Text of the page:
Tuesday, February 2, 2010
Context, Accountability, and Fear in Elementary School Education
Will someone please think of the children?
What I want is to be able to enter a classroom and hear a teacher starting a sentence and then to enter the classroom next door and hear the other teacher finishing it.
-an actual administrator who works for the C.U.S.D.
It is always the same. The parking lot is a miniature Calcutta filled with still-running cars parked at all angles and surrounded by a cacophonous din of anxiety and confusion. Elephantine parents rage through the hallways dragging their listless vacant-eyed children behind them, occasionally pausing to shoot me a look that practically screams: "Why is a grown man working at an elementary school? I know you are a danger to my children and if I only had the time I would do something about it." And then they are off. The first day of school. It is always the same.
The teachers, fresh from a summer of mandatory training programs (Comprehending Disruptive Behavior, Whole Language and the Whole Child, The Autistic Spectrum: A Rainbow of Hope,) move slowly, with heads bowed, and rarely make eye contact. The prospect of countless hours of reading Houghton Mifflin aloud to classrooms full of bewildered children weighs heavily upon them. There are, everywhere, empty coffee cups and power bar wrappers.
In the corner of room 26, eight year old Julie fans herself with a copy of The Teacher From The Black Lagoon in a futile effort to combat the stifling heat. This is the most pleasure she will derive from a book for the next sixteen years. She will work as an administrative assistant for a mid-level auto parts supply depot and will develop a fondness for box wine. One of her daughters will almost be chosen for a reality show about unpleasant chefs.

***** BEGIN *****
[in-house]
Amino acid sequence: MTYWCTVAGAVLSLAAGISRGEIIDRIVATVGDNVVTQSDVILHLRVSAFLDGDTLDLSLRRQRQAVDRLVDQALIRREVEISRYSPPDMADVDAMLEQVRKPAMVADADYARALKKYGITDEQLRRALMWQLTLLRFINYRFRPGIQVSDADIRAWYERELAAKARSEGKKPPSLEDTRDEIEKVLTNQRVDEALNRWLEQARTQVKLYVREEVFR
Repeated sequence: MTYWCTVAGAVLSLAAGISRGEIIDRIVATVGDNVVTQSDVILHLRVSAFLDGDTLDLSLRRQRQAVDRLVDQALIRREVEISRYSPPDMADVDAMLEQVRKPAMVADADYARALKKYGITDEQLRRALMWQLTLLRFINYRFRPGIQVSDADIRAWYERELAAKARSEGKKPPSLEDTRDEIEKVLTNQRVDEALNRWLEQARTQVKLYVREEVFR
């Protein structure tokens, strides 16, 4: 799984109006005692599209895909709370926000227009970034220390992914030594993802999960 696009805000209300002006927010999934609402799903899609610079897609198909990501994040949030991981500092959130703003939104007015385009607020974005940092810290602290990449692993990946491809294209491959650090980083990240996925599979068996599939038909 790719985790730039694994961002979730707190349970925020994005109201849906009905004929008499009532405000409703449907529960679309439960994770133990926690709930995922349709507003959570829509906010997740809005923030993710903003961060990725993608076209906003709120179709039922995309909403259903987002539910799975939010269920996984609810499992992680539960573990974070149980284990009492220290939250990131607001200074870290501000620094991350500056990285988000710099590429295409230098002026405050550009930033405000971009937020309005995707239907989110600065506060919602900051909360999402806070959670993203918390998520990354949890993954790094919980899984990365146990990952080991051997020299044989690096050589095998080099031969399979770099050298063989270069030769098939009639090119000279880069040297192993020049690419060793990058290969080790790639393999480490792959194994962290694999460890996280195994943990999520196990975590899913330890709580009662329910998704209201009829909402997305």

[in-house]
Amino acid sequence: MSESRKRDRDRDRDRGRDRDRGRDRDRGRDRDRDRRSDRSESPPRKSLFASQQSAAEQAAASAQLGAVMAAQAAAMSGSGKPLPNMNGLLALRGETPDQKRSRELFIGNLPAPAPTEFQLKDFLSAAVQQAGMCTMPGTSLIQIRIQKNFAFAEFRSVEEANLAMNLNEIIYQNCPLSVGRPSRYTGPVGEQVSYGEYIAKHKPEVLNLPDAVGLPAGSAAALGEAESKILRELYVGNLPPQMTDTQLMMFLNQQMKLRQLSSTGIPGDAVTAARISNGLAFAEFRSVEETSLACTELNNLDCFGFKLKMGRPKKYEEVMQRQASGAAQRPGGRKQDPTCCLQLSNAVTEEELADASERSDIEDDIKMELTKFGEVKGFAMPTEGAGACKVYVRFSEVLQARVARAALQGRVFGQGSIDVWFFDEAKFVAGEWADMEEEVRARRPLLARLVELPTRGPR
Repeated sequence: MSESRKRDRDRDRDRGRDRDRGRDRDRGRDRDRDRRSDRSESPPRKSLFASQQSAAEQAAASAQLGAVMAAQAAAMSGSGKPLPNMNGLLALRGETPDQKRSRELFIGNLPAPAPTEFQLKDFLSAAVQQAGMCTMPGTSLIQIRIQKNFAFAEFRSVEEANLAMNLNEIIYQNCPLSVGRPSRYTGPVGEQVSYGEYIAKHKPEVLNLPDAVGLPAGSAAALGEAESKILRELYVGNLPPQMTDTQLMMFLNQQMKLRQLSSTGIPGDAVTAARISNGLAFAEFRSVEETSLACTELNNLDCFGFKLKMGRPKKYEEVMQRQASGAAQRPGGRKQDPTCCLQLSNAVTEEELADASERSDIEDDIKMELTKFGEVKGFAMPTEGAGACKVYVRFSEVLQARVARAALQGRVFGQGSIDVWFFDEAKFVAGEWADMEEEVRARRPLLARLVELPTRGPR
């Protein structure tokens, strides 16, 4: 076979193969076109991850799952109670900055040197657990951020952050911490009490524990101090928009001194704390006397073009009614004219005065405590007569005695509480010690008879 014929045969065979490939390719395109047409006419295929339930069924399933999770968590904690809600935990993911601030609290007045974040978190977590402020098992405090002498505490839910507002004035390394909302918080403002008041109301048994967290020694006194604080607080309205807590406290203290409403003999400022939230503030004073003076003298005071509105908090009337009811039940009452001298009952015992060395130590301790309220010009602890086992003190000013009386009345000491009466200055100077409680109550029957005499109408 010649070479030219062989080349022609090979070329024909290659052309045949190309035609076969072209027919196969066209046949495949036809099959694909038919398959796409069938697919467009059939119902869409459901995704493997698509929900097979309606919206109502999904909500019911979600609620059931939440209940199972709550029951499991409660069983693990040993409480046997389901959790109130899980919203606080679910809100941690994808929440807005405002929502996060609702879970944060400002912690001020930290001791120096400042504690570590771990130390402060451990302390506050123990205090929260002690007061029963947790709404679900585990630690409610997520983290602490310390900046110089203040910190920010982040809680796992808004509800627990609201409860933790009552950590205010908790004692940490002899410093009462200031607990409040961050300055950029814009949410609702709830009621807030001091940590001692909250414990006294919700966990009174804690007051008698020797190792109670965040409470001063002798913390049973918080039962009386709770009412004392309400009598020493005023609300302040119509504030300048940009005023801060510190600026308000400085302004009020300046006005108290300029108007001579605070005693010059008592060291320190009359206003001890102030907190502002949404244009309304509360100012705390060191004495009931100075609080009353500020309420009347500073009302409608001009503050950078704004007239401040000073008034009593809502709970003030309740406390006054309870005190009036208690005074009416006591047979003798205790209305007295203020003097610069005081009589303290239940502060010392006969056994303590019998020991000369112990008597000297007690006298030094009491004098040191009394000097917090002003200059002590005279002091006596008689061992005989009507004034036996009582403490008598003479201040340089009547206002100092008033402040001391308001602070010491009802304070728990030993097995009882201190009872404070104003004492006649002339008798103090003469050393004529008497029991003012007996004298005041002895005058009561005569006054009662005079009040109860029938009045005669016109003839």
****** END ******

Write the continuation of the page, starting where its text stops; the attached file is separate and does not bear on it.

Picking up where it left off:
A smart friend of mine (E.R.) once asked me one of those cocktail party/parlor game questions at a BBQ we happened to be drinking through. It went something like this: What is the biggest lie your parents ever told you? Unthinkingly, I blurted out that the inherent value of education, a ubiquitous bit of propaganda familiar to all, was a myth. It seemed like a provocative enough thing to say and was likely to get us through the remaining bottle of Maker's Mark. It did. Good times.
But as the weeks passed, and as I actually thought about what I had said, I realized that I should have been more narrow in my criticism. Becoming an educated person is undeniably an inherently noble thing. It is the commonly accepted means of becoming educated, the de facto processes that one encounters in almost any school in the country, that are so overwhelmingly delusional.
Ms. Greaves frowns at Martin and asks him why he isn't paying attention. He has no idea, but is a little nervous about going to see his dad at that scary place again and wonders if the Sponge Bob movie is this Thursday or Friday. He will spend a fair amount of time in his own scary places and then something will go wrong with his pancreas or spleen. The final thirty-two hours of his life will be a restful blur.
There has been a move over the last eight years towards greater accountability among teachers. The measure of this accountability is in the form of standardized test scores. Teachers are considered successful if their students achieve high scores. If not, then the state will ultimately take over the school, teachers will be flogged in public, etc. Something had to be done, with the world going to hell and all, and this is what they came up with. It couldn't make more sense.